Pumps
In order to get the fuel through the lines, most circle track race cars utilize an engine-mounted pump of some type. It may be located on the engine in the OEM position or it could be a beltdriven pump on the front of the engine or even an engine-mounted pump driven off the camshaft. It may take the form of a diaphragm, piston, or a gear-type pump. The amount of power the engine generates will dictate the type of pump utilized.

It's a fairly simple equation: The more power that the engine generates, the higher the need for a higher volume of fuel required. These types of high-volume pumps are usually found on engines running alcohol or very high horsepower gasoline engines. Some racers have opted to remove the mechanical fuel pumps and use electric pumps.

However, not all sanctioning bodies allow electric pumps. Due to the potential of the car being involved in a crash, the potential for fire is increased if a fuel line is damaged and the pump continues to run. While a very specific set of circumstances have to occur for this to play out, the risk is there and some racing organizations aren't willing to take that risk. Even so, there are many race cars racing safely that are using electric fuel pumps.

Filter
You naturally need a filter for all this fuel traveling to the motor, but do we want the filter between the pump and the tank or between the pump and the carburetor? Filters placed between the pump and the tank, allow the use of larger filters in line. Mounting them to the chassis where they're out of the way makes them potentially more difficult to service. Or we can place the filter between the pump and the carburetor. This option has some advantages, such as making it easier to work on and if it's easier to work on, odds are that it will get serviced more often. Is there any one method that's better between the two options? Can't say for sure, but if you have a limit to the amount of fuel you can carry, placing the filter(s) between the tank and the pump allows you to use a larger filter to gain some fuel capacity.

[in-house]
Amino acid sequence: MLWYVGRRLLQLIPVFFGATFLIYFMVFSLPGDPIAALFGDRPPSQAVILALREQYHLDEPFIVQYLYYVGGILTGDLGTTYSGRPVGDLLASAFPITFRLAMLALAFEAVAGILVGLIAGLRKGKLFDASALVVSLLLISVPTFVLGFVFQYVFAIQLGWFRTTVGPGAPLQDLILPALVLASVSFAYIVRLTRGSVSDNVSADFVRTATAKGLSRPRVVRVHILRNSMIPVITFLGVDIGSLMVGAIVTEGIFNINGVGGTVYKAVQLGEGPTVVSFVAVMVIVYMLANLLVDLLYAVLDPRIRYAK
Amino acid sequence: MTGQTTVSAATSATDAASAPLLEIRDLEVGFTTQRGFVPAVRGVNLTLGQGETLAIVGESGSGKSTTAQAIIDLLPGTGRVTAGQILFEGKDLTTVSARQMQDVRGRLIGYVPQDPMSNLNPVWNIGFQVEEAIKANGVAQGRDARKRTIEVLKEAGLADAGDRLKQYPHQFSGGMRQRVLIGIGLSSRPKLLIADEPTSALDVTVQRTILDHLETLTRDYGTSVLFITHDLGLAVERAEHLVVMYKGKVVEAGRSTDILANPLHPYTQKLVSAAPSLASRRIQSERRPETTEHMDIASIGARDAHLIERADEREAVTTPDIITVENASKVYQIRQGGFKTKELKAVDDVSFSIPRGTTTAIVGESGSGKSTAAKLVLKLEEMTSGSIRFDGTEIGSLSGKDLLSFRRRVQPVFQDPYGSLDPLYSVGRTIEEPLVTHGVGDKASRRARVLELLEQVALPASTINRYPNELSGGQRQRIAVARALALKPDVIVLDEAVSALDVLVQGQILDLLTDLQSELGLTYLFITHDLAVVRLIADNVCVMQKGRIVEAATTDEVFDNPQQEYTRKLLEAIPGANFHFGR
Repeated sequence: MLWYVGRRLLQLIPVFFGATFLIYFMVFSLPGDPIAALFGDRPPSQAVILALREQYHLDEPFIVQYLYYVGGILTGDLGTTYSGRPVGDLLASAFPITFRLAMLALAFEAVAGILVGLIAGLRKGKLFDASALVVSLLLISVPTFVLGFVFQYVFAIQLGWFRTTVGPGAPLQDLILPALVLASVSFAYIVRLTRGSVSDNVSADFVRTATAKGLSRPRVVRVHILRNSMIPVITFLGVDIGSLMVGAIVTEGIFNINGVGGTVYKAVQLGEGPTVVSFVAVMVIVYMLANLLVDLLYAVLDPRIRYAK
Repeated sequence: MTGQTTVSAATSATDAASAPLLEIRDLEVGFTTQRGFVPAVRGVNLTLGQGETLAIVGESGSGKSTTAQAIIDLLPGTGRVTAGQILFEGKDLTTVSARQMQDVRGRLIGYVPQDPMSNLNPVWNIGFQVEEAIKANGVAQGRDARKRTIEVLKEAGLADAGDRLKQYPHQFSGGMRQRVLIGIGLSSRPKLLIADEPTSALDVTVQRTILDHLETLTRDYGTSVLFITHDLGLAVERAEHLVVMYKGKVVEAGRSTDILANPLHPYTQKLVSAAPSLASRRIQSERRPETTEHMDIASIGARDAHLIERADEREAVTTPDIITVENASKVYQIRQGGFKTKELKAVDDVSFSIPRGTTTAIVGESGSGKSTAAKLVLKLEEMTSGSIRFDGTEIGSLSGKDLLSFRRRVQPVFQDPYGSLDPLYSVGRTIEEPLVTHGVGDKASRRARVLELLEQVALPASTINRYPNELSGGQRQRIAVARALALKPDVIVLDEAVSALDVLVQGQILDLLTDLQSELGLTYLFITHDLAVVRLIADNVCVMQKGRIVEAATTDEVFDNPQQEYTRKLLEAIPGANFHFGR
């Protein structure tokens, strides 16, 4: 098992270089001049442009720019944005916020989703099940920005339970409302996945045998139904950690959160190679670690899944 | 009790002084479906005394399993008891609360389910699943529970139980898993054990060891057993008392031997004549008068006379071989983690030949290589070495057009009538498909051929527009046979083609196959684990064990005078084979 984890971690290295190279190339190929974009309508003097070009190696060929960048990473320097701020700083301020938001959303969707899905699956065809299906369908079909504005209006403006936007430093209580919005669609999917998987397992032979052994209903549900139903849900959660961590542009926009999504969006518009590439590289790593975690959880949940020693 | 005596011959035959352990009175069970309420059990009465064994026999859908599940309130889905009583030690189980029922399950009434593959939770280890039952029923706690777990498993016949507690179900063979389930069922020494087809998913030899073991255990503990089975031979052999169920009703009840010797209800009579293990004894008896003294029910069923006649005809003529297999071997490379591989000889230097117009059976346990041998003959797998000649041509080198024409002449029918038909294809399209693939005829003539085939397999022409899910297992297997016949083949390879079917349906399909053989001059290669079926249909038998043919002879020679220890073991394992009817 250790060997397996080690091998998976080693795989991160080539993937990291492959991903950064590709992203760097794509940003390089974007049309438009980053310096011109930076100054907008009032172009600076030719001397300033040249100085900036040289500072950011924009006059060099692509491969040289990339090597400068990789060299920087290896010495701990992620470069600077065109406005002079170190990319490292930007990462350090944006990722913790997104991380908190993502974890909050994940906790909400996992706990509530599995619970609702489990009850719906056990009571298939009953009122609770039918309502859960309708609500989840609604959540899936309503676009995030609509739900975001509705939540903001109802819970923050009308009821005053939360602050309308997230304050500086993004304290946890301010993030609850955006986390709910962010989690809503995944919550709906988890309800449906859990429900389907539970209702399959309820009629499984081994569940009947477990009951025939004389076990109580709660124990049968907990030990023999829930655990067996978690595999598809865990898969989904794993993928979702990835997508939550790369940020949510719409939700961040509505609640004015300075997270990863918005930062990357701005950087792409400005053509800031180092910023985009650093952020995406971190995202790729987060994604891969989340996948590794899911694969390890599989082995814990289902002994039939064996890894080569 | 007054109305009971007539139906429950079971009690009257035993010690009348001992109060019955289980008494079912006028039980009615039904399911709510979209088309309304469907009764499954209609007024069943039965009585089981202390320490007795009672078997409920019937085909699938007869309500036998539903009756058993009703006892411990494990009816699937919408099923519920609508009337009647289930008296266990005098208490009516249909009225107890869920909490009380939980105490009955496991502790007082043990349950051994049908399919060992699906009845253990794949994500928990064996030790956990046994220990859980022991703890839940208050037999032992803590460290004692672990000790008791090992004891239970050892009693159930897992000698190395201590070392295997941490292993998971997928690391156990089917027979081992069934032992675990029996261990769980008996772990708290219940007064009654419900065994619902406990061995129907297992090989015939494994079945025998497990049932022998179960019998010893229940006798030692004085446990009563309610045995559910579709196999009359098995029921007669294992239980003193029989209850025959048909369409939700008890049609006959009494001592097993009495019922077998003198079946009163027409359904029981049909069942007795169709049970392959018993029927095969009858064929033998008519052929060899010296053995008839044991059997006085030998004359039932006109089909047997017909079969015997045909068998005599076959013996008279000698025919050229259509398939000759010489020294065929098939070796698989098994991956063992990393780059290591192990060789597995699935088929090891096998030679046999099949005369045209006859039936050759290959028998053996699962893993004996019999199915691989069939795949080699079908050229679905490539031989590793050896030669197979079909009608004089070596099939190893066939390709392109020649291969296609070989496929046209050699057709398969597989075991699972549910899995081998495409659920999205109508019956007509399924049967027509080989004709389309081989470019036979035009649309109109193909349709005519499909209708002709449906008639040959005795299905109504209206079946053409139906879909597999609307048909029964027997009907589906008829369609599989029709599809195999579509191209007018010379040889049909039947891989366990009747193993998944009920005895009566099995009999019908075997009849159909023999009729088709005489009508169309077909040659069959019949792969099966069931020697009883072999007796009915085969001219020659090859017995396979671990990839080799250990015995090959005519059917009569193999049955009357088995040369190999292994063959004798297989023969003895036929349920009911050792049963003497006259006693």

However, nothing says you can't do both. Place filters between the tank and the pump that have a larger media that may not be as restrictive and use a filter between the pump and the carburetor that has a much finer media that captures smaller particles that may be in your fuel. Another advantage of placing a filter in front of the pump is that it keeps debris from possibly damaging the pump, especially if you're using a positive displacement mechanical pump that uses gears as opposed to a diaphragm-type of pump. If you have a high-dollar fuel pump, you will want to prevent any sort of debris from making it from the tank to the pump, possibly damaging the pump.

Regulator
The next thing we need to consider is the pressure of the fuel at the carburetor. With an engine that is closer to the power levels of the OEM engine, fuel pressure is less of a concern than with a highly tuned engine. Along with a pressure regulator you'll also need a fuel-pressure gauge. Using a fuel-pressure gauge will allow you to measure the fuel pressure. The regulator needs to be mounted between the pump and the carburetor and depending on the type of regulator you may need to run a return line to the tank. The pressure gauge is one tool that you can't do without if you're running a fuel pressure regulator. With the gauge you'll always know the exact pressure you're getting at the carb. Remember, delivering too much fuel can cause just as many problems as not enough fuel. Being able to measure your fuel pressure gives you one more parameter to help you tune the car.

The gauge should be able to be read from inside the car while it's at speed. With that said, in the interest of safety, try to utilize a fuel-pressure gauge that utilizes an electronic sending unit so you don't have to run a fuel line into the driver's compartment.

Conclusion
There are no magical or mystical things about fuel systems. The components are easy to understand and the execution of constructing a good fuel system is something that is easily accomplished. A well-engineered fuel system is just that, a system for delivering winning performance and dependable operation in all racing situations.